Irish citizens living in the Belgian capital have recalled the fear and panic that ensued as bombs went off at two busy transport hubs.
Two explosions, detonated by what authorities have described as suicide bombers, claimed the lives of at least 14 people at a Brussels airport.
A second explosion an hour later left at least 20 people dead at a metro station, near what has been described as "the unofficial Irish quarter" of the city.
Galway student Luke Mac an Bhaird (22) was waiting to board a flight back to Ireland in Zaventam Airport when the first explosion occurred shortly after 8am.
"It was just a terrifying experience. I was at my gate and I was only there maybe five or 10 minutes and people were sprinting past me, shouting 'There's a bomb, there's a bomb, you've got to run, you've got to run'. It was so surreal," Luke told the Herald.
"I got up quickly and started moving with the crowd. We were at gate two at the time and had to go up to gate 50, but there was a lot of confusion, then and people were shouting that we had to go back.
"We were at the tunnel that leads out to the runway and people started shouting and telling everyone to run again," he added.
Shortly after 9am, a second explosion ripped through the busy metro station at Maelbeek, which is used by MEPs to access the European Parliament building.
Paschal Koenig, who works in an office building adjacent to the station, described the "shockwaves" that followed the blast before seeing emergency services bringing bodies from the metro stop.
"I arrived into the office at around 8.55am. My colleague came in for around 9.08am ...and what followed was like a shockwave through the window a few seconds later.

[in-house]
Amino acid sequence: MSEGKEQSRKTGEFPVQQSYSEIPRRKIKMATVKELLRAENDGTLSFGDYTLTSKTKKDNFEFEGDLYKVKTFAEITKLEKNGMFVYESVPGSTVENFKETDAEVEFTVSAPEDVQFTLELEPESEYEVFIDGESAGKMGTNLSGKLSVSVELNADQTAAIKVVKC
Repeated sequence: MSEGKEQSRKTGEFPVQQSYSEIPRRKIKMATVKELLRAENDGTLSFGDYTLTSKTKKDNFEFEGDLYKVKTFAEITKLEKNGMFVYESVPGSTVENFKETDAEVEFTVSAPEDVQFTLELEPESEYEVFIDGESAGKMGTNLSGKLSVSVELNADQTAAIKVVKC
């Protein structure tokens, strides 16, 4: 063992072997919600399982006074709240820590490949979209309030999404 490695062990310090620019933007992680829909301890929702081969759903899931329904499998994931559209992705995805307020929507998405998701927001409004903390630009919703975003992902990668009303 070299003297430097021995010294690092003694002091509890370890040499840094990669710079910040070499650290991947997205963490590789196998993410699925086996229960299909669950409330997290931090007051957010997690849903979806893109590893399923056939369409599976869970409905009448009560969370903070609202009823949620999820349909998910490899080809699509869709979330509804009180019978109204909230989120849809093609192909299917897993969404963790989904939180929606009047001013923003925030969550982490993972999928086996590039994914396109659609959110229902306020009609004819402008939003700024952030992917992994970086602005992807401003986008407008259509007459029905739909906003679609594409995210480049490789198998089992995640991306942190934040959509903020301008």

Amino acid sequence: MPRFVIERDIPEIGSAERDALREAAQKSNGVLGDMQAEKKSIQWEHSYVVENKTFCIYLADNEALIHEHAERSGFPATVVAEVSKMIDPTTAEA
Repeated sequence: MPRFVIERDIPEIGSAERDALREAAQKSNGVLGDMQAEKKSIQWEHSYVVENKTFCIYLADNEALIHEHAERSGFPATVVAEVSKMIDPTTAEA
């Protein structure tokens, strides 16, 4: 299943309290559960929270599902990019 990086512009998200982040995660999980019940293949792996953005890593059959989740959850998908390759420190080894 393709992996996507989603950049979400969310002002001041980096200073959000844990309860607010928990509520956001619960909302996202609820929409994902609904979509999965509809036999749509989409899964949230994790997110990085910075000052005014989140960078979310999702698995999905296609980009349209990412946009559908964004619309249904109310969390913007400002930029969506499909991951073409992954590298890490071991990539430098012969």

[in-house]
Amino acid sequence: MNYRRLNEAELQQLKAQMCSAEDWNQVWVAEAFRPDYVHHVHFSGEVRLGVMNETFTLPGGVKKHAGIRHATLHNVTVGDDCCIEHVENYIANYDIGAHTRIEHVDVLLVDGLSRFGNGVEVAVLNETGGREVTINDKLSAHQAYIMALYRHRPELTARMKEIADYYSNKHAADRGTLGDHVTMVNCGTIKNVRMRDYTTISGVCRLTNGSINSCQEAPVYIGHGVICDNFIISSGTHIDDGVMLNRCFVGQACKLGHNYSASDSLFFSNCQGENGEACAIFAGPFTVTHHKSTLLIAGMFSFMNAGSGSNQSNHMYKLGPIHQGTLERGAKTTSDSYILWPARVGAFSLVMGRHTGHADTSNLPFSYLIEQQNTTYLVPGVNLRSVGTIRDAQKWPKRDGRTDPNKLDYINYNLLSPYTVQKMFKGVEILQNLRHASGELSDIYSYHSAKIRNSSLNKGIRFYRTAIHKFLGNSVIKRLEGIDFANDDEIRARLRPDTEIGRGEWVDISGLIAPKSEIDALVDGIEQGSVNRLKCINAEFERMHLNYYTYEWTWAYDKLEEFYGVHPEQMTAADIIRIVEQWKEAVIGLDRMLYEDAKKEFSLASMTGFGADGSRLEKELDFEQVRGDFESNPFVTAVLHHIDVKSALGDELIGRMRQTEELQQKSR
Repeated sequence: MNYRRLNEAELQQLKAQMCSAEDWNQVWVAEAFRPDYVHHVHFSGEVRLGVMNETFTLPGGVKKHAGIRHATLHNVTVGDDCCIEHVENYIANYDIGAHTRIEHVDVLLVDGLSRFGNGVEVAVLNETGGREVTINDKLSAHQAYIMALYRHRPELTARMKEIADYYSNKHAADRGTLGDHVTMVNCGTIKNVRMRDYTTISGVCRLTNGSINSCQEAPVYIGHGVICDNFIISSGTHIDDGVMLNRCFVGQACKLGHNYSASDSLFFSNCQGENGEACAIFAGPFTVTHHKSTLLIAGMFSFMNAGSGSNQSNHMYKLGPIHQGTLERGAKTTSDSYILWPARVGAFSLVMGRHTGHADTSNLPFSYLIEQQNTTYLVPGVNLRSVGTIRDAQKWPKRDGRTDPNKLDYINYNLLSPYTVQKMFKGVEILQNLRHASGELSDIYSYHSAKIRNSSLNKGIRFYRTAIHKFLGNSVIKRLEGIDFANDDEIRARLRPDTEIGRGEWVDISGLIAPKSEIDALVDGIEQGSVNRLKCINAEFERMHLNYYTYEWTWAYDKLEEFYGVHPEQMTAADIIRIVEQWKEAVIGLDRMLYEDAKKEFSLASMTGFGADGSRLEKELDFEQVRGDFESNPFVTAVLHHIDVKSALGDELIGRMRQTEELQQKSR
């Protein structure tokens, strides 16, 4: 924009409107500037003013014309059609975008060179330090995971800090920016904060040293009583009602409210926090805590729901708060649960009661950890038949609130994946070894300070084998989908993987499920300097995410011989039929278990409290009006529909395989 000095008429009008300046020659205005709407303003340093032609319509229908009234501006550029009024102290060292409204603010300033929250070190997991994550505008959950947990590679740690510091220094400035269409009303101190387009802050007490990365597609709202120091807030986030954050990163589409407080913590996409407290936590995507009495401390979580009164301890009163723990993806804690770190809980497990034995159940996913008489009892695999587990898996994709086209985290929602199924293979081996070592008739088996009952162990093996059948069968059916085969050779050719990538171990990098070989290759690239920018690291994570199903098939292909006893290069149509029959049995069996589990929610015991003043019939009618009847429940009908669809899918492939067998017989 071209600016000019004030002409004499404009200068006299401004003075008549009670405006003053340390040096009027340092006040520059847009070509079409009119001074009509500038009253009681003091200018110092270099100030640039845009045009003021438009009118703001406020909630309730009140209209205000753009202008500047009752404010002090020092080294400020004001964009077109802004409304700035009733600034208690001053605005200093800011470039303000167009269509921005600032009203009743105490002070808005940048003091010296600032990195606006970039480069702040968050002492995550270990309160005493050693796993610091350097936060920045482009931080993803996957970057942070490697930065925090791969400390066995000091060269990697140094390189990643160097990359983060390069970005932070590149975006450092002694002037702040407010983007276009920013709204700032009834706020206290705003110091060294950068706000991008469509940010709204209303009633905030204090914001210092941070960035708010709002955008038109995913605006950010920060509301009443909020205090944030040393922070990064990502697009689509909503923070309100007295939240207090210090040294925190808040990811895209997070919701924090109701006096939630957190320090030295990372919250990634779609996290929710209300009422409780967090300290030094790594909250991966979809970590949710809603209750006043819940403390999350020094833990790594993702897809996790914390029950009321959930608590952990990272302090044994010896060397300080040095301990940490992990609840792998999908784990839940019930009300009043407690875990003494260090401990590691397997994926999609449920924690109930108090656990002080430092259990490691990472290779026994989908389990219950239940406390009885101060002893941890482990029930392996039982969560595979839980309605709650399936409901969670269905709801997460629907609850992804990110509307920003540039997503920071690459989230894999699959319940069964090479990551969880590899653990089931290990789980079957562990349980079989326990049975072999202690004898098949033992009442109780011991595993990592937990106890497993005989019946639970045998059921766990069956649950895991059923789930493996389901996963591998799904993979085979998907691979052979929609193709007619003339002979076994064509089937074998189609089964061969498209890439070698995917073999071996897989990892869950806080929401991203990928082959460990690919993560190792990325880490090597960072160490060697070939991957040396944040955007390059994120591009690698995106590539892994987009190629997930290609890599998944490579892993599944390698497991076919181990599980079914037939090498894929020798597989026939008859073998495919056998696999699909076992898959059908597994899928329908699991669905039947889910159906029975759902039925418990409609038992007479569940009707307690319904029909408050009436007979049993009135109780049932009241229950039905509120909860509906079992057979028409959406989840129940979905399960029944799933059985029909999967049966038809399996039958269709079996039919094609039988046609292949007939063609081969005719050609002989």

"The bomb had just went off and the next thing there were ambulances and special forces everywhere," Mr Koenig said.
"They were searching ambulances and cars responding to the explosion to check if there were any guns or more explosives on board, and also for weapons.
"Out the window I could see police and medics arriving at the scene and then people and bodies being carried out to a hotel on the other side of the street, which was turned into a make-shift hospital," Mr Koenig told the Herald.
Publican Seamus Carty, who has lived in Brussels for over 12 years, said the city has been left "paralysed" by the terror attack, but added that the Belgian people are "resilient".
"With the experience of Paris, I was pretty sure after the airport there was a strong possibility of more bombs going off, we knew there would be something more happening quickly.
"We went into lockdown in November and the city was only beginning to return to normal, the alert level was lowered - we even had our busiest St Patrick's Day in 12 years last week.
"Things were looking good again for the city and now that's all changed," Mr Carty told the Herald.
"The people in Brussels have a great resilience, even with the Paris suspects on the run everything was getting back to normal.
"The city is just paralysed by this. There is also a lot of anger in people living here," Mr Carty said.
"Hopefully we can get back to normal soon. The big difference is that during the last lockdown, nothing actually happened, we'd hope it would continue like that and the people didn't think they would attack Brussels.
"Maybe that all changed when they caught the Paris attacker."